I noticed my first spring house (photos above and below) in Delaware Township about 8-9 years ago. It is on a small narrow country lane, one that I drove down every day for several years on the way to work in our lab/offices in Rosemont, NJ. I never noticed it until one day there was a traffic jam of ducks waddling across the road – and they took so long that I had lots of time to get out my camera and start taking photographs of the quacking grid lock that was developing. I raised my eyes, and there she was. The most beautiful spring house you could imagine. Very over-grown with tall weeds, grasses, vines, brush trees. The variations in color and textures were perfect – and the stones equally appealing. It was a perfect stone structure for the spring house. I fell in love.
I visited and photographed this spring house in all four seasons, many times. Hoping to get the “just right” photograph. My biggest fear, even today, is that one day I will return to do this again, but it will be gone…..
So, what exactly is a Spring House? Or Springhouse? Well, it usually has water, from a surface spring. This patch of water, which can be flowing, is protected by an enclosure, typically from stone, brick or wood, with a door that can be closed from the elements and possible intruders. It is damp, and cool, year round. The surface area varies and the materials of construction vary as well. Some are solid structures made masterfully from stone with great care and cost. Others are more simple, but each springhouse contains the same elements of an enclosed water source.
These spring houses can be quite cool, serving as a short term refrigerator for dairy products, especially milk, and roots, vegetables. In some communities, with dairy farms, these spring houses were a drop off spot for milk containers, for subsequent deliveries. In some cases, it seems that the spring house was solely build to protect the surface water source. These can be quite small, perhaps 4′ wide x 6′ deep and 8-10′ tall. The inside space no bigger than a small coat closet.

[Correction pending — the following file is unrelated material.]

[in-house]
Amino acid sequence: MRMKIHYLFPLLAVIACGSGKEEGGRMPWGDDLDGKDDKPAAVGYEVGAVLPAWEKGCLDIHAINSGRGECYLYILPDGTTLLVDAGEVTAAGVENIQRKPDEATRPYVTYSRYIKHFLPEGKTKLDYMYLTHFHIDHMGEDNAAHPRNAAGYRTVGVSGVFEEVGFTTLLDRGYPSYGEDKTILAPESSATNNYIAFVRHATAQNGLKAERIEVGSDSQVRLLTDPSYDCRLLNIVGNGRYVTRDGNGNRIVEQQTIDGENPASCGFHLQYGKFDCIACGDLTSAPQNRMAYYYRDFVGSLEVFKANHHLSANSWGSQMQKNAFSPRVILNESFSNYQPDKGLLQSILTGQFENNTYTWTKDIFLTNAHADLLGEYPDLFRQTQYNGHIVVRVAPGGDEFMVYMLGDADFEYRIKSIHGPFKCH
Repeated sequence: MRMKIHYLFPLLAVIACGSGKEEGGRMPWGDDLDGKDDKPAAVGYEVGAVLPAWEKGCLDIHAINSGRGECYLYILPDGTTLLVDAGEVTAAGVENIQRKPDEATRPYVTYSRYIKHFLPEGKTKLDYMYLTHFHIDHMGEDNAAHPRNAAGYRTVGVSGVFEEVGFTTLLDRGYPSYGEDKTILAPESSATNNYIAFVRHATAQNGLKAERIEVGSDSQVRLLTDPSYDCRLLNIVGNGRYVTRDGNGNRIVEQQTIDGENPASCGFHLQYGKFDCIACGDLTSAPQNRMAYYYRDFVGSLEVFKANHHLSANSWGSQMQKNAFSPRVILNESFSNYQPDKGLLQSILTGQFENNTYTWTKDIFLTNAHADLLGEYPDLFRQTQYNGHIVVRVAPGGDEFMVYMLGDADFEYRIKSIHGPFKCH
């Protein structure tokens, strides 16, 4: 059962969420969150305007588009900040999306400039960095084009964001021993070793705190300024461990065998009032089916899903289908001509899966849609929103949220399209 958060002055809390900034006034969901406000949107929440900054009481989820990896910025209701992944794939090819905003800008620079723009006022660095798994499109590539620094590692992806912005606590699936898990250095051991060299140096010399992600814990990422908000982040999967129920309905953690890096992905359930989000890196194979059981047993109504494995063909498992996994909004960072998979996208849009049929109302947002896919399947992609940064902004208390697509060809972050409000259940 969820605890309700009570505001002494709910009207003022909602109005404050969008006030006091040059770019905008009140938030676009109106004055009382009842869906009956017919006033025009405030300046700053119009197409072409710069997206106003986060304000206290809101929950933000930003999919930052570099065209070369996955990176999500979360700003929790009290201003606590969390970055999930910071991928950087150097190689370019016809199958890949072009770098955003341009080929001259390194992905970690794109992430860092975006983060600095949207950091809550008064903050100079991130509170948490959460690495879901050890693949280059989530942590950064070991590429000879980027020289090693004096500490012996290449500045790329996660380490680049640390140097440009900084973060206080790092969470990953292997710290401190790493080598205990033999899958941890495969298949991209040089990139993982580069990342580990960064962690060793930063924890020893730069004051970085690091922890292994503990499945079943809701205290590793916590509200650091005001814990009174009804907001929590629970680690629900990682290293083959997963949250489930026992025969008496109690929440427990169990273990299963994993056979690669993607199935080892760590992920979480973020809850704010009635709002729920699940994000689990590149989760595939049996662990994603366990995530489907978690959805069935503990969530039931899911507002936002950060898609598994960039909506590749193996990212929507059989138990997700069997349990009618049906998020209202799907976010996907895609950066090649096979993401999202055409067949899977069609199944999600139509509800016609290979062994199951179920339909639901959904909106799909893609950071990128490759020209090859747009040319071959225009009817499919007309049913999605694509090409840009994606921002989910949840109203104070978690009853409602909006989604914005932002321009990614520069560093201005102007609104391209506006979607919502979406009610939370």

On richer homesteads with surface water, spring houses can be quite large. They may have dirt floors and solid thick stone walls and roofs. Possibly a window or two. In some cases, the spring house can be combined with the summer kitchen which is delightful to see! These structures look like self contained small dwellings, possibly two floors or lofted, with hearths, baking ovens, water channels, etc. A picture of ingenuity! Indeed, it is easy to see that necessity is the mother of invention. They are not the water wells of the homestead, but cool locations for storage and protectors of surface springs.
May 15, 2018: Traveling through Hunterdon County’s townships, I occasionally run across a gem of a spring house, summer kitchen or combination structure, if I am lucky! Here is a one near a road in Delaware Township. It is a fine stone two story building in Delaware Township. I’m wondering is this, perhaps is a smokehouse?
Not far from this springhouse is another set back from the road.
I especially like the wooden doors that have survived on these structures for a century or more. The hardware and the wood capture my attention quite easily.
June 17, 2018: Occasionally I run into a little perfect springhouse. This one is in Delaware Township on an exquisite rural road – one of my favorites. This springhouse is hidden behind the home, slightly recessed from the dwelling.
The lush garden surrounding the springhouse is impressive. Sometimes I am only able to snatch a photo and can’t explore inside for details. I’ll try to revisit this outbuilding on another occasion.
Occasionally I stumble across a springhouse that has not survived. This one is just off the road in Raritan Township. It is on a property where a new house is under construction. Sadly, this will probably disappear soon.